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THE year now closing will be memorable in the history of our country and of the world. Strange events come rushing by us, and others stranger still seem close at hand. Volcanoes roar, the earth trembles, and cities are engulfed. Light and darkness are blended, clouds portentous cross our sky, and nations grow pale. Yet the star of hope is in the ascendant, and better days are coming. For the heavens do rule, and from seeming evil Providence is still educing good. At home a Tory government, rejecting a wise and equitable reform, precipitates a democratic experiment which necessitates national education and expedites the moral elevation of the masses. The thunders of war reverberate among the romantic glades of Abyssinia, but they speedily die away, and leave behind a tranquil atmosphere in which the peaceful arts may flourish, and the fruits of freedom, intelligence, and religion may grow. France has scarcely closed her fairy scene, where nations gathered and fraternized, ere the mutterings of war are heard, and swords are sharpened for the conflict; but wiser counsels prevail, and the half-drawn sabre is returned to its scabbard; and there may it ever rest and rust. Pio Nono proclaims a pompous decree for an Ecumenical gathering of ecclesiastical dignitaries, that the mouldy walls of Rome may freshen at their presence, and the decaying glories of Popery may bloom again; but ere the mitred magnates come new dangers threaten their strongholds. Austria breaks through her concordat, Spain burns it to ashes in the centre of her metropolis, and the eldest royal daughter of the Church finds herself a helpless exile in a foreign land. The Bourbon dynasty is no more; religious liberty rises from her tomb; Bibles flood the land which bigotry had sealed, and Protestant missionaries preach the truth where the Inquisition once racked their limbs. The old hooded snake is smitten on the head, and writhes in mortal agony; his doom is fixed.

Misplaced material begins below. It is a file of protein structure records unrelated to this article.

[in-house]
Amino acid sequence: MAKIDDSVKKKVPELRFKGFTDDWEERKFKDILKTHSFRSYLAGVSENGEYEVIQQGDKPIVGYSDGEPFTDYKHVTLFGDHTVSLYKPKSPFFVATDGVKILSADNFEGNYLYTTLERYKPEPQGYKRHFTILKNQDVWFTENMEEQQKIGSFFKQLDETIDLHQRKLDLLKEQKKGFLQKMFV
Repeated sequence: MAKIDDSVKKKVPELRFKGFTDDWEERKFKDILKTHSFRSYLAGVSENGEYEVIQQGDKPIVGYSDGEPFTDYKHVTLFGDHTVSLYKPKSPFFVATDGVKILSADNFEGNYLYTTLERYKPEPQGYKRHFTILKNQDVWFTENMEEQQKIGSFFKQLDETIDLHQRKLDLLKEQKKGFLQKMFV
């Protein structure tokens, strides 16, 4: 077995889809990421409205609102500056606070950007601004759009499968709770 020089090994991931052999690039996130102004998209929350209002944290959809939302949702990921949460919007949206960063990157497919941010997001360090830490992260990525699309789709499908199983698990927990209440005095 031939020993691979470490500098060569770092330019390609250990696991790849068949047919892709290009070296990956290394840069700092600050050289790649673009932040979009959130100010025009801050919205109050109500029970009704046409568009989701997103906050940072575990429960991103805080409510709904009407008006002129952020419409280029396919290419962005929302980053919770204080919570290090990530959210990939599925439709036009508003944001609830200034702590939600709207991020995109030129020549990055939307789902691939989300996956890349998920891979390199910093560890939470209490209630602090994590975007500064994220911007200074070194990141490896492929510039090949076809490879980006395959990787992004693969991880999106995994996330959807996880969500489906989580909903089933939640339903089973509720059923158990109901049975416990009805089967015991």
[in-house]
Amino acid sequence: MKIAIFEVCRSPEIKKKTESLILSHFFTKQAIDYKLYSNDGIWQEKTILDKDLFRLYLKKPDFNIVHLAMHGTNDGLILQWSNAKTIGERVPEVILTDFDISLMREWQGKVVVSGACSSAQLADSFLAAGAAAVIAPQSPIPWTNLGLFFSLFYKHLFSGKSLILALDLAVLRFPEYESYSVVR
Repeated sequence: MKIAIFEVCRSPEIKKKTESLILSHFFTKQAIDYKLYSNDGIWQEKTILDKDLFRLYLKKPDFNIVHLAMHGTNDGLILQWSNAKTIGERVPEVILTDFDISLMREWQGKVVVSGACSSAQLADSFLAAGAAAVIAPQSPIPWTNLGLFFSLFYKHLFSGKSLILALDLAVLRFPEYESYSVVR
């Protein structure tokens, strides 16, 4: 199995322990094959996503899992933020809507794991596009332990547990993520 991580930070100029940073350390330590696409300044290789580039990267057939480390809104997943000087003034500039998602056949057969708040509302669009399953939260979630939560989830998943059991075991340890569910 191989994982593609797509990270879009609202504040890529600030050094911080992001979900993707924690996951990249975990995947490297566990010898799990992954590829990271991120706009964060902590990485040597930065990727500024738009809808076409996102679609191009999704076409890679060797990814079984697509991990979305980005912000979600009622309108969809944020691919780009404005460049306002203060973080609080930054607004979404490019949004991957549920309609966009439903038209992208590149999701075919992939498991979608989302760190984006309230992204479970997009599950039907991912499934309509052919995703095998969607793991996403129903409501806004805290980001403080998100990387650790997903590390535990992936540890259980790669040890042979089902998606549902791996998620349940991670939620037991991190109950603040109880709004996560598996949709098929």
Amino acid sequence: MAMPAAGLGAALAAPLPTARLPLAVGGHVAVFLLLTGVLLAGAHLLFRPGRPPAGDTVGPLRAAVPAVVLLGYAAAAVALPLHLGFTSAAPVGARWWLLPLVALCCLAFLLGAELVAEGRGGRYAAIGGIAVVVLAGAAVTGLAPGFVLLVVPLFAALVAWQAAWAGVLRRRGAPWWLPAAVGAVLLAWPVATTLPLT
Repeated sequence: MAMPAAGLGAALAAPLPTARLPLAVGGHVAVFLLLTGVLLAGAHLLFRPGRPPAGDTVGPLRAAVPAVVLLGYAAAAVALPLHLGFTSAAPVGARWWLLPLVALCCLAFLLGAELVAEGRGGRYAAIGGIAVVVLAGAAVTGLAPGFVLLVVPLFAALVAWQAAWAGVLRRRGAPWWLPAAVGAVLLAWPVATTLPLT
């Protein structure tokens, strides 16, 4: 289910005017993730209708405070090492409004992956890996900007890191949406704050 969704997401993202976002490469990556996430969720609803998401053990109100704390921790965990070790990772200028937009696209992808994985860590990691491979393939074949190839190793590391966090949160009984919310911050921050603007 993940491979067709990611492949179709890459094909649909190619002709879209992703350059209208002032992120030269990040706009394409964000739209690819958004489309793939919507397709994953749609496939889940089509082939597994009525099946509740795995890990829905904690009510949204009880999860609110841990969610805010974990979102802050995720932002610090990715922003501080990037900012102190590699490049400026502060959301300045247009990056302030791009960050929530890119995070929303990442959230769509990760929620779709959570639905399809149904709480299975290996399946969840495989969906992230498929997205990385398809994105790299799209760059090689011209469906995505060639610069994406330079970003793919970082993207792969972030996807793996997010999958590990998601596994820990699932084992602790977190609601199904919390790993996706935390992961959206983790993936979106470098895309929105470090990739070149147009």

What next? Amid commotions which shake a continent can we remain unmoved? Have not the internal throes which desolated cities in America vibrated along our own shores? And is not the

spirit that awakens Spain to freedom working changes nearer home? The day of visitation for the Irish Church is come, and for her sister Church it may be drawing near. Yet if it be a day of vengeance, may it not also be of redemption? If poverty bring purity, if humiliation bring freedom, and adversity inaugurate activity and enterprise, the Church will be an immense gainer by the change. Less like the world, she will be more like the Kingdom of Christ, and with less pomp and state she will be richer in the treasures of grace and salvation.

But why advert to these things in a preface? Because they are chronicled in our pages, and give a complexion to our work. And because, too, they speak to us lessons of instruction, admonition, and encouragement; they bid us guard against incipient evils which have ripened to the destruction of others. We must adjust our position as a Denomination to the exigencies of the age, and ply our powers of action to the requirements of the times we live in ; and by so doing we have everything to hope for, and nothing to fear. To promote this has been our aim in the past, and will be our endeavour in the brief future, and we cordially and earnestly call all the lovers of our Zion to our help. Farewell.





JANUARY, 1868.

Theology and General Literature.



"O England! England! repent thee of thy sins. Beware of idolatry; beware of Antichrist. Take heed they do not deceive you."-The dying words of the martyr Bradford.